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  • Date Submitted: 02/22/2012 12:09 PM
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(CNN) -- On the eve of the Iowa caucuses, we took a look at the Republican candidates' standing in the social-media world -- comparing everything from Facebook "likes" to Twitter followers to YouTube channel views.
Five weeks later, a lot has changed. And the Internet continues to reflect the rapidly evolving GOP race to challenge President Barack Obama in November.
So we've revisited the online activity of the four remaining GOP contenders to see how they're doing in the world of social media and the Web.
Some trends leap right out. From our latest look, former Sen. Rick Santorum has made the biggest social-media leap (it couldn't have hurt that our look came shortly after his three-state sweep on Tuesday).
Viewed as just another candidate in a crowded field going into Iowa, Santorum has more than doubled his Twitter and Facebook follower count since then.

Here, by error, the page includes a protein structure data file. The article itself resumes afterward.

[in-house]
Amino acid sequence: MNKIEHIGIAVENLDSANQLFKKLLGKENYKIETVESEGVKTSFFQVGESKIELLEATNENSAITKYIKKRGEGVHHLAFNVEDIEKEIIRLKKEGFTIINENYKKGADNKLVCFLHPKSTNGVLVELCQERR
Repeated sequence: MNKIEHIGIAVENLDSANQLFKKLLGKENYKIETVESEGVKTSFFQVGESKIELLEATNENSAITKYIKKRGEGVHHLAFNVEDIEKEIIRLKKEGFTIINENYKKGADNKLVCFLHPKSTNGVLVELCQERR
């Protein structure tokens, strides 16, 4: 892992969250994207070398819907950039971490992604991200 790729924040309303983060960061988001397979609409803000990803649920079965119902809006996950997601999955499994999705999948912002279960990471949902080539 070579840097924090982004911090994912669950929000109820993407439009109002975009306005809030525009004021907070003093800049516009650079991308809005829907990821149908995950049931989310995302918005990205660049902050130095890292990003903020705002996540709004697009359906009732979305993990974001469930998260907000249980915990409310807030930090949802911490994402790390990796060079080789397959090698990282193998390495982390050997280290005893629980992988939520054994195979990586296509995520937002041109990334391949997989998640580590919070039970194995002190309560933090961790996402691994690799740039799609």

The online love for Rep. Ron Paul continues apace as the Texas outsider continues to gain followers on social sites. But that hasn't yet translated into a primary or caucus win. According to analytics site OhMyGov!, Paul's mentions in traditional media continue to trail the other three candidates. Front-runner Mitt Romney got 75,525 media mentions during the past month, compared with 21,784 for Paul.
Romney and former U.S. House Speaker Newt Gingrich split the two biggest social media sites. With more than a million, Romney has the most Facebook "likes," while Gingrich is the only candidate to top a million on Twitter (More on that in a bit).
To be sure, all of this is a snapshot of a moment in time and is not scientific. Online support doesn't always translate into real-world votes. But with each candidate tackling the Web in their own way, it's an interesting look at who's gaining ground fastest online and who's support may be slackening.

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